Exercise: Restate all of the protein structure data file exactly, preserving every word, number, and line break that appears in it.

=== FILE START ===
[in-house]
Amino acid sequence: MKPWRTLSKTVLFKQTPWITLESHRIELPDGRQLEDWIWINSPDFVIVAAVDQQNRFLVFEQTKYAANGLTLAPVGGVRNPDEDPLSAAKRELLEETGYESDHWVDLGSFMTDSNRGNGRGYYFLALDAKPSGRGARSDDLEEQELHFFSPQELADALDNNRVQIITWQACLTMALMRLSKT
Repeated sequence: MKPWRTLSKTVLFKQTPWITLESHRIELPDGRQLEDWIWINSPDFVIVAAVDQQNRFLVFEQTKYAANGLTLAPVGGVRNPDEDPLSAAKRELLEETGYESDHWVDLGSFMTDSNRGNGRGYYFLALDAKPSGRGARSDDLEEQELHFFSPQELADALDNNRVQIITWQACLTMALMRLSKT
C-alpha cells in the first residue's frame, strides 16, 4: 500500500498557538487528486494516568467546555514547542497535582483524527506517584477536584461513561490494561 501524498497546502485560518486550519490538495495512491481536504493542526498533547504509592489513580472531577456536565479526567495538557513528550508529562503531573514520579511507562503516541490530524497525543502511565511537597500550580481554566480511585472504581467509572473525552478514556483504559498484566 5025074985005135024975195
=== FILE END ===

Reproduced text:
[in-house]
Amino acid sequence: MKPWRTLSKTVLFKQTPWITLESHRIELPDGRQLEDWIWINSPDFVIVAAVDQQNRFLVFEQTKYAANGLTLAPVGGVRNPDEDPLSAAKRELLEETGYESDHWVDLGSFMTDSNRGNGRGYYFLALDAKPSGRGARSDDLEEQELHFFSPQELADALDNNRVQIITWQACLTMALMRLSKT
Repeated sequence: MKPWRTLSKTVLFKQTPWITLESHRIELPDGRQLEDWIWINSPDFVIVAAVDQQNRFLVFEQTKYAANGLTLAPVGGVRNPDEDPLSAAKRELLEETGYESDHWVDLGSFMTDSNRGNGRGYYFLALDAKPSGRGARSDDLEEQELHFFSPQELADALDNNRVQIITWQACLTMALMRLSKT
C-alpha cells in the first residue's frame, strides 16, 4: 500500500498557538487528486494516568467546555514547542497535582483524527506517584477536584461513561490494561 501524498497546502485560518486550519490538495495512491481536504493542526498533547504509592489513580472531577456536565479526567495538557513528550508529562503531573514520579511507562503516541490530524497525543502511565511537597500550580481554566480511585472504581467509572473525552478514556483504559498484566 5025074985005135024975195